Fortune Cookie Security Advice – Confusing Security Measures and Metrics – Sept 2009

Measures generate data and metrics organize data to generate information.  The difference between ‘data’ and ‘information’, the former is something you know, the latter is something you use.

Everyone wants information security to be easy.  Wouldn’t it be nice if it were simple enough to fit snugly inside a fortune cookie?  Well, although I don’t try to promote such foolish nonsense, I do on occasion pass on readily digestible nuggets to reinforce security principles and get people thinking how security applies to their environment.

The key to fortune cookie advice is ‘common sense’ in the context of security.  It must be simple, succinct, and make sense to everyone, while conveying important security aspects.

Fortune Cookie advice for September, 2009:

Data and Metrics.jpg

Measures generate data and metrics organize data to generate information. 

The difference between ‘data’ and ‘information’, the former is something you know,

the latter is something you use.

In security, it is easy to confuse the terms ‘measures’ and ‘metrics’.  They are two distinct but related concepts.  Measurement theory incorporates the scale of nominal, ordinal, interval, ratio, and absolute.  These scales are used to measure something, with the output being data.  Metrics however are about analysis and intelligent decision making.  Metrics translate data into meaningful information which will support decision making.  Data is something you know.  Information is something you use to make decisions.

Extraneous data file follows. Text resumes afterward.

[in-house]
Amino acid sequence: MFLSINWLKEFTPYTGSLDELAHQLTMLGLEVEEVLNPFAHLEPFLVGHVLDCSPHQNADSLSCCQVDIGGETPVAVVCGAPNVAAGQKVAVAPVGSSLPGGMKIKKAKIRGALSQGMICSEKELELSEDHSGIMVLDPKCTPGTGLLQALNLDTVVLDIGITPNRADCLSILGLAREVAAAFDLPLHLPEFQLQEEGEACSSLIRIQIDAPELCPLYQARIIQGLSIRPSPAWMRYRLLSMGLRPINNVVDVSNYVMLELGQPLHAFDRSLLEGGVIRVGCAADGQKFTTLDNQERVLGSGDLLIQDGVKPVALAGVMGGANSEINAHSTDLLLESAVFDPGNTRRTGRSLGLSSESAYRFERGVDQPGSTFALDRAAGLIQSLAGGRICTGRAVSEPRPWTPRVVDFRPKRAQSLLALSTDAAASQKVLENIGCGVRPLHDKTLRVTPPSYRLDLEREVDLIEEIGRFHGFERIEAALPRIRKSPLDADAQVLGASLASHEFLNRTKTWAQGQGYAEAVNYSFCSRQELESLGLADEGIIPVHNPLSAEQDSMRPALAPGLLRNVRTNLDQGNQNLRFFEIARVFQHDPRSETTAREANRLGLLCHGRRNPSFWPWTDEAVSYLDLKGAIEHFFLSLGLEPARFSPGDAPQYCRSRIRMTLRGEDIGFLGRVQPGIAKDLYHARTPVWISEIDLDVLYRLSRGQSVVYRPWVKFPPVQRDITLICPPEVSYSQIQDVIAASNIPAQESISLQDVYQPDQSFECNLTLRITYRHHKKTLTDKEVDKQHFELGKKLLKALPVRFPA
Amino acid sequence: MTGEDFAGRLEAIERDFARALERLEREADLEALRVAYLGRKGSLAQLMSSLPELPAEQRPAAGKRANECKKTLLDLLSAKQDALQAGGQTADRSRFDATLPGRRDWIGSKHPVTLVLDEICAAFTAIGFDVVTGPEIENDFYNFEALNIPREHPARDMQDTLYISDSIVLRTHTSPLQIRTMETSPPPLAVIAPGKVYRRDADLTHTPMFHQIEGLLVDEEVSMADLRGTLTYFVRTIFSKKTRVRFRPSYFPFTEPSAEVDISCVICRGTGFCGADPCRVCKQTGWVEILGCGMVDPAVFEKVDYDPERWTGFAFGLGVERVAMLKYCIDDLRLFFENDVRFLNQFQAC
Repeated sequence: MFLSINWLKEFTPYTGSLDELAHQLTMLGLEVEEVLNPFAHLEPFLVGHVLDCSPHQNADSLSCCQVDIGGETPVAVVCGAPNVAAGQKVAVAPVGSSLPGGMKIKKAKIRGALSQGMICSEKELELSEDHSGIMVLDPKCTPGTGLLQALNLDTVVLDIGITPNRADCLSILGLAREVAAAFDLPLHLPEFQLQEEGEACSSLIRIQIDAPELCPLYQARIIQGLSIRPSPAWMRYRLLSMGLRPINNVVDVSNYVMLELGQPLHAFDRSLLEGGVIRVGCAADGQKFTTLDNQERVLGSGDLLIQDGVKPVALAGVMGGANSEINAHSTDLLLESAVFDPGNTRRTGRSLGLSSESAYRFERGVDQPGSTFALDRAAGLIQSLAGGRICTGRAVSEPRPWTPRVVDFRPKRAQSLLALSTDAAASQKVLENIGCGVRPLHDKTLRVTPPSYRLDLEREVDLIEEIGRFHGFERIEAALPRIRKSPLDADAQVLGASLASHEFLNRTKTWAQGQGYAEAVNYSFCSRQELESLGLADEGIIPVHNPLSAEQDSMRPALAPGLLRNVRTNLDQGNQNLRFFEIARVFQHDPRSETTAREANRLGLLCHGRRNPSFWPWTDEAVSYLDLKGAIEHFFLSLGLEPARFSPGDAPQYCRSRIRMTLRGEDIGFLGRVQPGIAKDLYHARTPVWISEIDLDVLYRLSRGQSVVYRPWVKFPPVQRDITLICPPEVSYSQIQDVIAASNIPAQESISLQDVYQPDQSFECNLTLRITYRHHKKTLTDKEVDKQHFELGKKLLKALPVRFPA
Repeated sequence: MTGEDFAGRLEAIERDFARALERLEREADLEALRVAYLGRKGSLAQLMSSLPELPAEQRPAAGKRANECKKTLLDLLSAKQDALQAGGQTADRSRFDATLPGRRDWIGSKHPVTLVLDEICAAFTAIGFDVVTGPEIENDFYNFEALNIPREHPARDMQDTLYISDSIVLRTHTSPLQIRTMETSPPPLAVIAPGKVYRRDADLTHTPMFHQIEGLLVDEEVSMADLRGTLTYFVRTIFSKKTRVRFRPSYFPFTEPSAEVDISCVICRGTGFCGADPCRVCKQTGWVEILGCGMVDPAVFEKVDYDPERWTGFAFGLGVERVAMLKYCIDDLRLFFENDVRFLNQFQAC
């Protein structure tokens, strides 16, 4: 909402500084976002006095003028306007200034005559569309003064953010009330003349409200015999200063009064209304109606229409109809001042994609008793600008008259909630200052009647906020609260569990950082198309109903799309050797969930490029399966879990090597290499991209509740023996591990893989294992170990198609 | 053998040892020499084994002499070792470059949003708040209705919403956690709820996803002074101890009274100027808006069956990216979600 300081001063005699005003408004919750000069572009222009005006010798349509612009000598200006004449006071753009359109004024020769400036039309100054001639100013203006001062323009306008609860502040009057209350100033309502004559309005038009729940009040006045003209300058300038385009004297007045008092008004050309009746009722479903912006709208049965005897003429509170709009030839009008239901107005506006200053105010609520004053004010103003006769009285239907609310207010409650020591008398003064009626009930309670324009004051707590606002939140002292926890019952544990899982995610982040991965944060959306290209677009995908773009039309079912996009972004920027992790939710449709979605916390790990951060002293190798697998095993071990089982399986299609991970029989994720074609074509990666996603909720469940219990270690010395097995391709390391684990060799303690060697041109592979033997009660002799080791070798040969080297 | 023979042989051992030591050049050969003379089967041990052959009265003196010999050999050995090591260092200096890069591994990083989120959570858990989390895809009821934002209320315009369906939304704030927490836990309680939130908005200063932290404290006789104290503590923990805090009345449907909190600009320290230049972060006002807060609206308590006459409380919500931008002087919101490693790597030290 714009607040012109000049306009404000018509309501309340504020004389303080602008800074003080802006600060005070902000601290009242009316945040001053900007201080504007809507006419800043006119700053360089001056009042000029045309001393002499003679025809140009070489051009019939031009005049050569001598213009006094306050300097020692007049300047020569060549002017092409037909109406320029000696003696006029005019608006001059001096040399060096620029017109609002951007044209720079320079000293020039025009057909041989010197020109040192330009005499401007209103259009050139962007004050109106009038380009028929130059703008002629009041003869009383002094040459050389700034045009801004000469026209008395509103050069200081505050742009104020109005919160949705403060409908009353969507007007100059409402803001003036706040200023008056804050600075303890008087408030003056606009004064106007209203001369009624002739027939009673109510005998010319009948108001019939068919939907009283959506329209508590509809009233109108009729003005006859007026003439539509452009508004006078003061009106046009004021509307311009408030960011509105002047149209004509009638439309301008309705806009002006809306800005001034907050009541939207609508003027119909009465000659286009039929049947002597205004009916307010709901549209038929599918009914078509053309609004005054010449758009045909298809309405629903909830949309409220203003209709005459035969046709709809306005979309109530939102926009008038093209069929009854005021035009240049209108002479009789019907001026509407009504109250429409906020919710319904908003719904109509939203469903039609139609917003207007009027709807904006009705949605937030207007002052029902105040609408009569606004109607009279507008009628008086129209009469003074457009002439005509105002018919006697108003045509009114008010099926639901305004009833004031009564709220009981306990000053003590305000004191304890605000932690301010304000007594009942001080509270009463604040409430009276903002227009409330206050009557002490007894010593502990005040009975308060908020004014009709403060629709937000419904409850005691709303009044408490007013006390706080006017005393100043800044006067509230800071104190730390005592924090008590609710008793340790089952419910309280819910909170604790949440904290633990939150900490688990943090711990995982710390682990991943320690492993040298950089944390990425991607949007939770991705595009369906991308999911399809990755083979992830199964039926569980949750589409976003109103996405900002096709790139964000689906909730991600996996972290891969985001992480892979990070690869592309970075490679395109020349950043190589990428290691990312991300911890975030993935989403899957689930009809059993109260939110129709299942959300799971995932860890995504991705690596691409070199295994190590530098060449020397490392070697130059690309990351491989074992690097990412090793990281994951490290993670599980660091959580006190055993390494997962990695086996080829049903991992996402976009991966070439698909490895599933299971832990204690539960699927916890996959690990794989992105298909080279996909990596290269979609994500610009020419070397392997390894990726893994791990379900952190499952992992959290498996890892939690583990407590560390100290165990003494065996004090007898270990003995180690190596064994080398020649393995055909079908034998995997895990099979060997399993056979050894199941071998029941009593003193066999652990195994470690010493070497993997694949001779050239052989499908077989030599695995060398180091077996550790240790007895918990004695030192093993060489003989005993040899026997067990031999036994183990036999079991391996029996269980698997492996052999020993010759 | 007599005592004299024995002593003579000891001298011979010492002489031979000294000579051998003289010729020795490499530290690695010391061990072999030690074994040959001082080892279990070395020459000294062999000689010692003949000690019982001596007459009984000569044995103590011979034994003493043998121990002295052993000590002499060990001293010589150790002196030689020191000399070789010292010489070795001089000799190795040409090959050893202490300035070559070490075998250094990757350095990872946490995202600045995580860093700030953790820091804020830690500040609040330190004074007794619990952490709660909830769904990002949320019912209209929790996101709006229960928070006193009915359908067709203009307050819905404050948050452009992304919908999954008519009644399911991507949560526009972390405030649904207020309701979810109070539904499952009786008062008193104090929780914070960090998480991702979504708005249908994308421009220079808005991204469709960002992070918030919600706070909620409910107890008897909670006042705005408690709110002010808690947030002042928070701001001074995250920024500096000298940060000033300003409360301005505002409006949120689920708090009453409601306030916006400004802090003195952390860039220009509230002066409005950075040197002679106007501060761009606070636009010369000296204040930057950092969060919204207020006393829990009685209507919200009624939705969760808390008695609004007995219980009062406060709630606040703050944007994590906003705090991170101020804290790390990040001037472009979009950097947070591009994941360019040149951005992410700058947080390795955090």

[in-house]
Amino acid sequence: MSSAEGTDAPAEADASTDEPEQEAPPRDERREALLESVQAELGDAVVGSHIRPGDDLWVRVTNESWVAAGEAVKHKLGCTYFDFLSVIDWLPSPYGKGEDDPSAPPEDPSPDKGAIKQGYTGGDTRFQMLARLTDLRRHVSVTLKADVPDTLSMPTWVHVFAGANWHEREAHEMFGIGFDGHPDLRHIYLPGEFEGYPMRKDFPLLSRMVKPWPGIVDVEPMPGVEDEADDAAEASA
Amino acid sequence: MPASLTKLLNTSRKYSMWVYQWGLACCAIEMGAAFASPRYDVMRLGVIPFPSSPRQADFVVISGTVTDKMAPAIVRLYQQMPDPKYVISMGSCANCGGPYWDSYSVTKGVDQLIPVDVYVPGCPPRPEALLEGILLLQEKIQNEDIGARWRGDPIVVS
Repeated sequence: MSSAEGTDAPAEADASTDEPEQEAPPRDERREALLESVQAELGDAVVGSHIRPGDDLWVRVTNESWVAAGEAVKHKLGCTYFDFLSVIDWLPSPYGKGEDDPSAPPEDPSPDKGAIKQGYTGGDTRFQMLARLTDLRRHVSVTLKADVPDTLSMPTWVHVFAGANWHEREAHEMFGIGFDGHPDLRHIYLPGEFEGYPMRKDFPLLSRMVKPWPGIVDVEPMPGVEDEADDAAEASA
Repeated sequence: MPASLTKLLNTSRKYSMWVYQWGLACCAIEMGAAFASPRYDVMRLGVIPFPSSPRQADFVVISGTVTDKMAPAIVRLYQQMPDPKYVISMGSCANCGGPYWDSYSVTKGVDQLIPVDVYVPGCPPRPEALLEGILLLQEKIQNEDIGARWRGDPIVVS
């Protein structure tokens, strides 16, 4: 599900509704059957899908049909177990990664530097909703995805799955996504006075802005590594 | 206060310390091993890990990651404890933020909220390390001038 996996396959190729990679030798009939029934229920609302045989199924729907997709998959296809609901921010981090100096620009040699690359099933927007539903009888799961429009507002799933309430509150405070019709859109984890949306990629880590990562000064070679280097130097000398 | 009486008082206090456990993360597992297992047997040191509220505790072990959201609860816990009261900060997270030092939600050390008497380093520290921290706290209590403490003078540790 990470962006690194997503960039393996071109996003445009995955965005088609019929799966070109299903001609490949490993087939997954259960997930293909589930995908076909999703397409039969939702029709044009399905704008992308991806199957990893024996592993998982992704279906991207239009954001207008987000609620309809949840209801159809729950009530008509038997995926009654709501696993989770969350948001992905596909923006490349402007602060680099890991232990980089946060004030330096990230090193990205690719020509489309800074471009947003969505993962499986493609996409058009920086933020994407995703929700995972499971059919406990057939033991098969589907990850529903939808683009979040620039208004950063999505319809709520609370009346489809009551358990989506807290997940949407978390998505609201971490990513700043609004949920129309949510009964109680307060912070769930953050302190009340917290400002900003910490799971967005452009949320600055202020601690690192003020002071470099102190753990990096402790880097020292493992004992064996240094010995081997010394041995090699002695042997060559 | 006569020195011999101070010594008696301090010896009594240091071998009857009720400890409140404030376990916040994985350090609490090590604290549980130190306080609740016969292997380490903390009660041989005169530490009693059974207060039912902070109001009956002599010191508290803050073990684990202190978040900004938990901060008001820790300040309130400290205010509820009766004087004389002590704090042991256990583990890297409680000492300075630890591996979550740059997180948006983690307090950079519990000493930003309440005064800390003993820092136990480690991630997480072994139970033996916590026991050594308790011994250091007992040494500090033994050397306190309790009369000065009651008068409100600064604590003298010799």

Fortune Cookie Security Advice - No Royal Road to Security - July 2008

Fortune Cookie Security Advice - Strategic Compettive Secure - June 2009

Fortune Cookie Security Advice - May 2008

Fortune Cookie Security Advice - June 2008

Fortune Cookie Security Advice - August 2008

Fortune Cookie Security Advice - September 2008

Fortune Cookie Security Advice - November 2008

Fortune Cookie Security Advice - December 2008

Fortune Cookie Security Advice - January 2009

Fortune Cookie Security Advice - February 2009

Fortune Cookie Security Advice - March 2009

Fortune Cookie Security Advice - April 2009

Fortune Cookie Security Advice - May 2009

Published on Categories Archive
Matthew Rosenquist

About Matthew Rosenquist

Matthew Rosenquist is a Cybersecurity Strategist for Intel Corp and benefits from 20+ years in the field of security. He specializes in strategy, measuring value, and developing cost effective capabilities and organizations which deliver optimal levels of security. Matthew helped with the formation of the Intel Security Group, an industry leading organization bringing together security across hardware, firmware, software and services. An outspoken advocate of cybersecurity, he strives to advance the industry and his guidance can be heard at conferences, and found in whitepapers, articles, and blogs.